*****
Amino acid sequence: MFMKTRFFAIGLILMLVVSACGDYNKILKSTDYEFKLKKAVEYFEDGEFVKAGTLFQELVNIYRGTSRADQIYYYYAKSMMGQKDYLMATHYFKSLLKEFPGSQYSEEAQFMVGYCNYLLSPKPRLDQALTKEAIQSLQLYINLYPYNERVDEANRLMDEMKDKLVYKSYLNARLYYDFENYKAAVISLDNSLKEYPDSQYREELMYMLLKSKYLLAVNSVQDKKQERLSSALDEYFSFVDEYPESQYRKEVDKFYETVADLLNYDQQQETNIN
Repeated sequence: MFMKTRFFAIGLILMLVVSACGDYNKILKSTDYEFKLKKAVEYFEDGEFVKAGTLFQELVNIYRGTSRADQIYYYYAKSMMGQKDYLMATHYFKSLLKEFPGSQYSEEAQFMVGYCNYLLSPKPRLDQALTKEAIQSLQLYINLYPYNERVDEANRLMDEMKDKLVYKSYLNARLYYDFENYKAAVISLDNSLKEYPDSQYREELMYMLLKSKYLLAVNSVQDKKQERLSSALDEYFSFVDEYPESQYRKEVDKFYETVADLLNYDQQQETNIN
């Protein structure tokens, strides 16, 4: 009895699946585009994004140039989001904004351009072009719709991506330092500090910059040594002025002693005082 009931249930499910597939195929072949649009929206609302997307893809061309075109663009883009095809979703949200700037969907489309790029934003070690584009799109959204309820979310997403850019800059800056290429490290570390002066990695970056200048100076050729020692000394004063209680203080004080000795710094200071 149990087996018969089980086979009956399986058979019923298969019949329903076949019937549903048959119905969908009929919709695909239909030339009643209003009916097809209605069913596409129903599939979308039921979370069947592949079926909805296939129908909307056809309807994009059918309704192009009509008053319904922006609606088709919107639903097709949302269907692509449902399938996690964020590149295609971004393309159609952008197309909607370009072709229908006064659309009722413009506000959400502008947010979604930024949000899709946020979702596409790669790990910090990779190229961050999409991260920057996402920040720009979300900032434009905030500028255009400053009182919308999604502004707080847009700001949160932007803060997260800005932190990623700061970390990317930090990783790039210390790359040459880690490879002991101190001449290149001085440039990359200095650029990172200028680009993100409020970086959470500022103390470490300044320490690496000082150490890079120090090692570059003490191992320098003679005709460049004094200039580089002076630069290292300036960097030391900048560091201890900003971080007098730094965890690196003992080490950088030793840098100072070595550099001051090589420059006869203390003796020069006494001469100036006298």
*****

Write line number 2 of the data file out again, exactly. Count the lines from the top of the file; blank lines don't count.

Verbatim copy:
Repeated sequence: MFMKTRFFAIGLILMLVVSACGDYNKILKSTDYEFKLKKAVEYFEDGEFVKAGTLFQELVNIYRGTSRADQIYYYYAKSMMGQKDYLMATHYFKSLLKEFPGSQYSEEAQFMVGYCNYLLSPKPRLDQALTKEAIQSLQLYINLYPYNERVDEANRLMDEMKDKLVYKSYLNARLYYDFENYKAAVISLDNSLKEYPDSQYREELMYMLLKSKYLLAVNSVQDKKQERLSSALDEYFSFVDEYPESQYRKEVDKFYETVADLLNYDQQQETNIN